Minnie and her husband Adam were unusually quiet on their way home from the theatre. Adam was the actor, the star. Adam had to kiss his co-star Caitriona three times during the play because it was in the script.
“Did you want something to eat?” Adam finally asked.
“I don't care,” Minnie said, staring out the window.
“Chinese? Greek? Maybe a burger?” Adam asked, taking his finger and pointing to the restaurants as they passed them.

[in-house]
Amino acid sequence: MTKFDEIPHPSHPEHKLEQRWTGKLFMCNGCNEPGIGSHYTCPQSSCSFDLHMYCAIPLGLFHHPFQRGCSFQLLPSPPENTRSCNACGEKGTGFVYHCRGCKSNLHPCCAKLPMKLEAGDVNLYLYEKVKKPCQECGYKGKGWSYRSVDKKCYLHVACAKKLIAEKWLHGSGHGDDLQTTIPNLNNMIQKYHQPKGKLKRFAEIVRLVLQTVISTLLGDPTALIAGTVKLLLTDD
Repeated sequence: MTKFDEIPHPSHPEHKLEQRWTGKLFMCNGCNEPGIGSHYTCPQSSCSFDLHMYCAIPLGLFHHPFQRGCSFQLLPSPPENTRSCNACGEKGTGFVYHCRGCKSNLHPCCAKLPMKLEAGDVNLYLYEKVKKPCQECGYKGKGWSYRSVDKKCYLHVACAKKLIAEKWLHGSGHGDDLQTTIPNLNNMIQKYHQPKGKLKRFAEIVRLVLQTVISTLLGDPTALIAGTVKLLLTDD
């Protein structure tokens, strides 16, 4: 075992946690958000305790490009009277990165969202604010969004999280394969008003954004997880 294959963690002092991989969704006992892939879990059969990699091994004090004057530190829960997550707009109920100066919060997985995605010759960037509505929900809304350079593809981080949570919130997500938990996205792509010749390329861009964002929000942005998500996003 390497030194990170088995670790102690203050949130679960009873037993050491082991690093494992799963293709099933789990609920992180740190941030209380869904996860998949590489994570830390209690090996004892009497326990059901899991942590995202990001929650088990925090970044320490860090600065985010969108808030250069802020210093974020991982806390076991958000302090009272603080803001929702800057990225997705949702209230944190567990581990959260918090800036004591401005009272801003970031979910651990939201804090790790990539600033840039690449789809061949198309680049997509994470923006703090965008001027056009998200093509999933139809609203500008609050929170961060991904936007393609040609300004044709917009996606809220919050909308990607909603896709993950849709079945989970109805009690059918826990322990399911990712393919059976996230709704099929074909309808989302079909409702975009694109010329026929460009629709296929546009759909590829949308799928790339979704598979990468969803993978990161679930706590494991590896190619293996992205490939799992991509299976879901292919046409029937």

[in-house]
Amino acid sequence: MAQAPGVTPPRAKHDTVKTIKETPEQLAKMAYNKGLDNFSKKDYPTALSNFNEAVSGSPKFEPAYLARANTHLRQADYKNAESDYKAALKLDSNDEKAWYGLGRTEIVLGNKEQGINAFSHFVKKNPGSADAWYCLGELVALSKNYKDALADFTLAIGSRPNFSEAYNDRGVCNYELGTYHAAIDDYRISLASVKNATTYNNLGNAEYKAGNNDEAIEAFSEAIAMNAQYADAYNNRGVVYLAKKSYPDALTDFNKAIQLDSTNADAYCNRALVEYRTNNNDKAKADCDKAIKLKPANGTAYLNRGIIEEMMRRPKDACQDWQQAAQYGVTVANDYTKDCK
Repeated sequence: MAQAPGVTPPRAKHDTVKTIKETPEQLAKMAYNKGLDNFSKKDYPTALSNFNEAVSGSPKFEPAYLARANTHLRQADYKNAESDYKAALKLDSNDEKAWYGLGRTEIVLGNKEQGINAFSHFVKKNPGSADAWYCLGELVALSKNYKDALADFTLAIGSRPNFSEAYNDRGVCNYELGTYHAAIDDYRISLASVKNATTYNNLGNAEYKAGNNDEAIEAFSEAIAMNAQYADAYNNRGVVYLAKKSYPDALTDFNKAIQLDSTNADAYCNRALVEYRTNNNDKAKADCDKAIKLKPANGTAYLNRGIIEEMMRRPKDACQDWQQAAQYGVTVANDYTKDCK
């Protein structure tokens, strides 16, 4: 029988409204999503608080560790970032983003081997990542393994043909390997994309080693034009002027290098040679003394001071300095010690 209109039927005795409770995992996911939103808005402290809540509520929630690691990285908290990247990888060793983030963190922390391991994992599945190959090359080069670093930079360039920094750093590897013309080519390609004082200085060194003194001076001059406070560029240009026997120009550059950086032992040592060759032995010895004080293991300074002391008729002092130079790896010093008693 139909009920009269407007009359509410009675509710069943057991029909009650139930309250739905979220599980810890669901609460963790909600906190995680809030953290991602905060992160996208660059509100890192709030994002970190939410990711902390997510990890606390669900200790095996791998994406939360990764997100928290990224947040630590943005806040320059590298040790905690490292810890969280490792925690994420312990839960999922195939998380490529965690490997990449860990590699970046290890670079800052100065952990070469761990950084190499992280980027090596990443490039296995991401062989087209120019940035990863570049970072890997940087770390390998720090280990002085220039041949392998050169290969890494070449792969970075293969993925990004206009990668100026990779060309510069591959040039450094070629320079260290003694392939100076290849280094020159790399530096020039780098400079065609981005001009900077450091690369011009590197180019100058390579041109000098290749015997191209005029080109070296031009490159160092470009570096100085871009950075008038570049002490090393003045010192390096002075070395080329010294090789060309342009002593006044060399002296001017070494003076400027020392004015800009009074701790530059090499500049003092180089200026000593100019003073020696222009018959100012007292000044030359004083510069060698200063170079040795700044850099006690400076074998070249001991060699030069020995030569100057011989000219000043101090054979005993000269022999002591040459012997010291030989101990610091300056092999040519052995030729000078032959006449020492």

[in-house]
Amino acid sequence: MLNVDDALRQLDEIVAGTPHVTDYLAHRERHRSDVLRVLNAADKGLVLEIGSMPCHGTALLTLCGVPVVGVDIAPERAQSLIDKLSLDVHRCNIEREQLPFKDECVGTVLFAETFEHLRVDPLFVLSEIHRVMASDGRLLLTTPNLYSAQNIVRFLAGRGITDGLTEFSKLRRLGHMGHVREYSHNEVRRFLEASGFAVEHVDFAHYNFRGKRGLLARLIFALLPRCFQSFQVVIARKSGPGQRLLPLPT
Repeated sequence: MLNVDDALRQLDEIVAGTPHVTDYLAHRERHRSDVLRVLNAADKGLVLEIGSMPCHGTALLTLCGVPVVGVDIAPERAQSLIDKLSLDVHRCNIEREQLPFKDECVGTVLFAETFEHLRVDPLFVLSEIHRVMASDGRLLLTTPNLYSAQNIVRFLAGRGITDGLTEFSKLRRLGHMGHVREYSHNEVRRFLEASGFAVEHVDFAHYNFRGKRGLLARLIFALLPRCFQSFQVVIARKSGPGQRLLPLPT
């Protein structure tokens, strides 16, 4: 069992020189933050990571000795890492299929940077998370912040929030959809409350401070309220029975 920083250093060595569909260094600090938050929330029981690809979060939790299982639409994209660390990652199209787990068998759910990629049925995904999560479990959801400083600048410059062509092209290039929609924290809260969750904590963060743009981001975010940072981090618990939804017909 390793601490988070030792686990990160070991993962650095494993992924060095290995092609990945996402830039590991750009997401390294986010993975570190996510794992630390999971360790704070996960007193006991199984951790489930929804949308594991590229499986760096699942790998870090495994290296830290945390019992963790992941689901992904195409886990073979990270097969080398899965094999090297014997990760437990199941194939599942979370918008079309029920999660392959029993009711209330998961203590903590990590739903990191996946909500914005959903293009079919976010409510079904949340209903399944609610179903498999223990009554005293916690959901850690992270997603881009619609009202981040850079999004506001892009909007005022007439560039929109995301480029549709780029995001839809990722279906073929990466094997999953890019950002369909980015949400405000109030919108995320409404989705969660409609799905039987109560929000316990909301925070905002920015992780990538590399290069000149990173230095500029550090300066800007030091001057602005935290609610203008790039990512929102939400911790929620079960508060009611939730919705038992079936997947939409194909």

“Well, too late now. There they go,” Minnie said, fussily flicking her hand and waving to the restaurants, their signs. Shadows of people. Lurking. Waiting. Too hungry or too full.
“I can go back,” he said, tapping the brake gently. Slowing.
“Nope. I'll eat something at home.”
“Are you angry with me?” he asked as he let off the brake, gunned the car forward.
It was late. A Thursday night hinting at a stormy early morning. As they'd walked out of the theatre, the sky had been a black-violet dream. The diamond stars, out just long enough to create wonder, were now hidden behind smoke-grey puffs slipping across the missing moon.